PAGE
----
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The Fish Market

New Mussel Technology

February 27, 1986|ISAAC CRONIN and PAUL JOHNSON | Cronin and Johnson are co-authors of "The California Seafood Cookbook."

One of the most promising developments in aquaculture is the creation of new technologies for the growth of mussels. Mussels are not exactly a household word in the United States, but all that will change if a group of Canadian mussel farmers have their way.

The Atlantic Mussel Growers Cooperative of Prince Edward Island, an Eastern Maritime province, visited California recently, bringing samples of their delicious mussels as well as information about their product and methods. The PEI growers have traveled to Europe and brought back the latest in aquaculture technology from Spain, Scotland, France and Italy, where hundreds of millions of pounds of mussels are grown and consumed annually.

The PEI mussels, currently about 1.5 million pounds a year, are planted as seed inside long mesh stockings. As the mussels grow, they move to the outside of the stockings, which are attached to long lines. At maturity the lines are pulled up and the mussels are simply scraped off the mesh by hand. The mussels arrive in California within 24 hours of being harvested. They are an ideal product because, unlike wild mussels, their shells are not covered with barnacles and the yield is about 45% meat. One pound will supply generous portions for two people. The meat itself is delightfully sweet and juicy.

Mussels traditionally are served in soups and stews, or steamed open in a little wine or wine and fish stock. Once steamed they can be eaten as is or combined with pasta, tomatoes, herbs, garlic and a little cream. The PEI mussels have smaller fibrous beards than most varieties. These beards should be removed and the mussels should be washed under cold water before cooking.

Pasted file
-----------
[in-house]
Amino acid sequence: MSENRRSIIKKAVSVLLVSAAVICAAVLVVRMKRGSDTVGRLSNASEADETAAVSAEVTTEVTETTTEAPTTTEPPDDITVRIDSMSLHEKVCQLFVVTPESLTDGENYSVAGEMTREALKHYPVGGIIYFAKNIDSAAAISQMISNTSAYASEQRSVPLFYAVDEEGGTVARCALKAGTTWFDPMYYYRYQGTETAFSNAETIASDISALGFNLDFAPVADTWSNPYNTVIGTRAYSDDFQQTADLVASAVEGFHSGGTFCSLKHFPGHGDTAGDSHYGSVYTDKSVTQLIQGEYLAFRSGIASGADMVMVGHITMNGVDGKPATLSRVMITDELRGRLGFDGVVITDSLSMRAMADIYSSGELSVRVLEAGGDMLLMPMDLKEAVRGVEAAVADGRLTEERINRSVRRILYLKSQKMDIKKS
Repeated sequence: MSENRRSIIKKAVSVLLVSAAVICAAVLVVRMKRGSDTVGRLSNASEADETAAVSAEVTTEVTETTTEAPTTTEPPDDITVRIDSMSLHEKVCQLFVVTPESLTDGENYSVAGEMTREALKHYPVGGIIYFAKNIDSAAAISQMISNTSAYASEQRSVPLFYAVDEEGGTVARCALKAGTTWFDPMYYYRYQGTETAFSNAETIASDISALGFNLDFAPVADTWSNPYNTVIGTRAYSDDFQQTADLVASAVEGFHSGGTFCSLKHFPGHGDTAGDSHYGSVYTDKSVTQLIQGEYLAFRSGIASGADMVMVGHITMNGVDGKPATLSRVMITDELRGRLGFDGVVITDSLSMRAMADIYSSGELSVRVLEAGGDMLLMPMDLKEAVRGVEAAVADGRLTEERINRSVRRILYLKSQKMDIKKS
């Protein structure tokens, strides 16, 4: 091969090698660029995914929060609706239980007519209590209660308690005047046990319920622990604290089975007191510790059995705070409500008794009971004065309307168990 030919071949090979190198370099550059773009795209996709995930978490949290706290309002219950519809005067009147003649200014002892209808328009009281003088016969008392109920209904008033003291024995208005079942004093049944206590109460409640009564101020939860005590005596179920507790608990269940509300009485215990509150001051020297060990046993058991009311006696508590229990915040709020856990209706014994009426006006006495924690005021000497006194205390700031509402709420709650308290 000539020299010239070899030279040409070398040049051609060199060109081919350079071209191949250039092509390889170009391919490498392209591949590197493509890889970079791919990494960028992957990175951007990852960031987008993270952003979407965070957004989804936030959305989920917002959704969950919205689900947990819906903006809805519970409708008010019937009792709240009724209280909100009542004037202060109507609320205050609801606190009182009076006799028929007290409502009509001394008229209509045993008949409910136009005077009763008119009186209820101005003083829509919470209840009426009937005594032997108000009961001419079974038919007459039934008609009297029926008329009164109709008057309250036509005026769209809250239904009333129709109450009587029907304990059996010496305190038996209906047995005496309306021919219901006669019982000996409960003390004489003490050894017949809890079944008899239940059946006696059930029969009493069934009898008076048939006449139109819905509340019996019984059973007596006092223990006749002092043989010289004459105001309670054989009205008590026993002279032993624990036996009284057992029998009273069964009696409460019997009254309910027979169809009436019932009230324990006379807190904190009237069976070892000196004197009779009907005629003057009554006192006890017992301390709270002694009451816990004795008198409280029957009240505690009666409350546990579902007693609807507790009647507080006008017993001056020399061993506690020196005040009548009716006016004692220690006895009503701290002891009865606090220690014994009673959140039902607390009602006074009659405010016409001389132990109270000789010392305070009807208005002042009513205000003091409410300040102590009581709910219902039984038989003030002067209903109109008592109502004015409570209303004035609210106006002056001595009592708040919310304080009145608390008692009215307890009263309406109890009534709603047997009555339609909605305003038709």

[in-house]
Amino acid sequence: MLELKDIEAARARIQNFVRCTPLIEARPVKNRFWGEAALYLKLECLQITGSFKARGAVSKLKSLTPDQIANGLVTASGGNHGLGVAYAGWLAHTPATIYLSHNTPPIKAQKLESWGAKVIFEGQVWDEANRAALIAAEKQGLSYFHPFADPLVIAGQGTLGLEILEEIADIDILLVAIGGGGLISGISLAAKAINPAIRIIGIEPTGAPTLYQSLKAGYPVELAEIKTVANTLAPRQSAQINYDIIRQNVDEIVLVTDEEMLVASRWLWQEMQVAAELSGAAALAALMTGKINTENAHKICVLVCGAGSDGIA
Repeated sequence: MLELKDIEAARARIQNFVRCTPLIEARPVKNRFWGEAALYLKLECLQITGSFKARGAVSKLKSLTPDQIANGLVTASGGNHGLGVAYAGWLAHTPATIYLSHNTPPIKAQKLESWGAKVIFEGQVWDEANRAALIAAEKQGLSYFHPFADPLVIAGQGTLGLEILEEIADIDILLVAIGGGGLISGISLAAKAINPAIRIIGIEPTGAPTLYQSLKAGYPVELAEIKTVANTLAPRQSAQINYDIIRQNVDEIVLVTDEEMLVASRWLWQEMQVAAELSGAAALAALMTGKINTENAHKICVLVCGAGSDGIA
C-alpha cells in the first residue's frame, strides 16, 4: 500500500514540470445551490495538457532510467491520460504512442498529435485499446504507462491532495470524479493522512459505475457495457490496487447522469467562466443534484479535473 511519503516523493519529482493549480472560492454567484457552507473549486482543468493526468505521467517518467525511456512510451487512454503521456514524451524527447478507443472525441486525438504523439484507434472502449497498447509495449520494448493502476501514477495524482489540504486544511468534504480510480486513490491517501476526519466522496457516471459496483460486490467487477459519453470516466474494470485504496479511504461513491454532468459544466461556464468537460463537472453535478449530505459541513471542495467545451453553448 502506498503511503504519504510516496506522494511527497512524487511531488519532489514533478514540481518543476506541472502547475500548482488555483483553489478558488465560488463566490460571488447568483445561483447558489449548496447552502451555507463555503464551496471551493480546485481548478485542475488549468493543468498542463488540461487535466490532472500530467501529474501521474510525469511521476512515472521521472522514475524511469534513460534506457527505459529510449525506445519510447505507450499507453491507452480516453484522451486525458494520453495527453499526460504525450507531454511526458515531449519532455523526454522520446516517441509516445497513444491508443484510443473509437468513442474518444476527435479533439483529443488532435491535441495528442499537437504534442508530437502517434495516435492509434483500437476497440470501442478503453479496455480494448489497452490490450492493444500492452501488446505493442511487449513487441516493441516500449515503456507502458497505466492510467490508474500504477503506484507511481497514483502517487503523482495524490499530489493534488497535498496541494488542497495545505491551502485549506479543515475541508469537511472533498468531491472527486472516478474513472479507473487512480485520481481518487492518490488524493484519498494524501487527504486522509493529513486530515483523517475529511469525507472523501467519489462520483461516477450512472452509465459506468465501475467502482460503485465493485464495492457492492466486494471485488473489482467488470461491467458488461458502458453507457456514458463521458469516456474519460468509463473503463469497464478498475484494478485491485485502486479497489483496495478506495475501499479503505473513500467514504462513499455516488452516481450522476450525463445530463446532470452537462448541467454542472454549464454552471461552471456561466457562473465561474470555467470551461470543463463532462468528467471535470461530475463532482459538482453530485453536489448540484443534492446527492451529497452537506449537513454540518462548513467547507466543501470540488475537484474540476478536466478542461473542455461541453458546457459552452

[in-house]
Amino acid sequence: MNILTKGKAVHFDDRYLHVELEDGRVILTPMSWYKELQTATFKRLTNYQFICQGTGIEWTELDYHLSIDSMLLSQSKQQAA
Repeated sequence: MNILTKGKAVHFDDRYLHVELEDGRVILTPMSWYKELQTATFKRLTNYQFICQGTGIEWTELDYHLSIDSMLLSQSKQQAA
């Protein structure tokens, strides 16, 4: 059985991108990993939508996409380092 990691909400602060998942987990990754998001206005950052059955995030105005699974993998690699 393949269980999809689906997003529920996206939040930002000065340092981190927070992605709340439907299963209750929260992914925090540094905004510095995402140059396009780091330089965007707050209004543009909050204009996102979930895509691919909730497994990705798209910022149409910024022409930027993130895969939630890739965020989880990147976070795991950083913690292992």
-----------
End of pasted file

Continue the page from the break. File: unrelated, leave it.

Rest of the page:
At a recent tasting organized by William Marinelli of Marinelli Shellfish in San Francisco, the local distributor of PEI mussels, a number of Bay Area chefs demonstrated their best mussel cookery. Among them was this Indonesian-style dish prepared by Cindy Deetz, chef at Norman's Restaurant in Berkeley. INDONESIAN MUSSELS

35 to 40 mussels

1 sweet red pepper

1 yellow pepper

3 jalapeno chiles

1 red onion, finely chopped

3 tablespoons peanut oil

1 cup pineapple juice

1/2 cup coconut water (clear liquid inside coconut)

1 teaspoon ground cumin

1 teaspoon ground chili powder

1 teaspoon ground turmeric

1/2 teaspoon salt

Hot cooked saffron rice

2 tablespoons cilantro leaves

Steam mussels just until open. Set aside.

Cut red and yellow peppers and jalapeno chiles into julienne strips. Remove seeds. Saute onion and peppers in oil in large heavy saucepan until onion is transparent.

Add pineapple juice, coconut water, cumin, chili powder, turmeric and salt. Simmer 3 minutes. Add mussels and simmer additional 3 minutes.

Serve over saffron rice garnished with cilantro leaves. Makes 3 servings.

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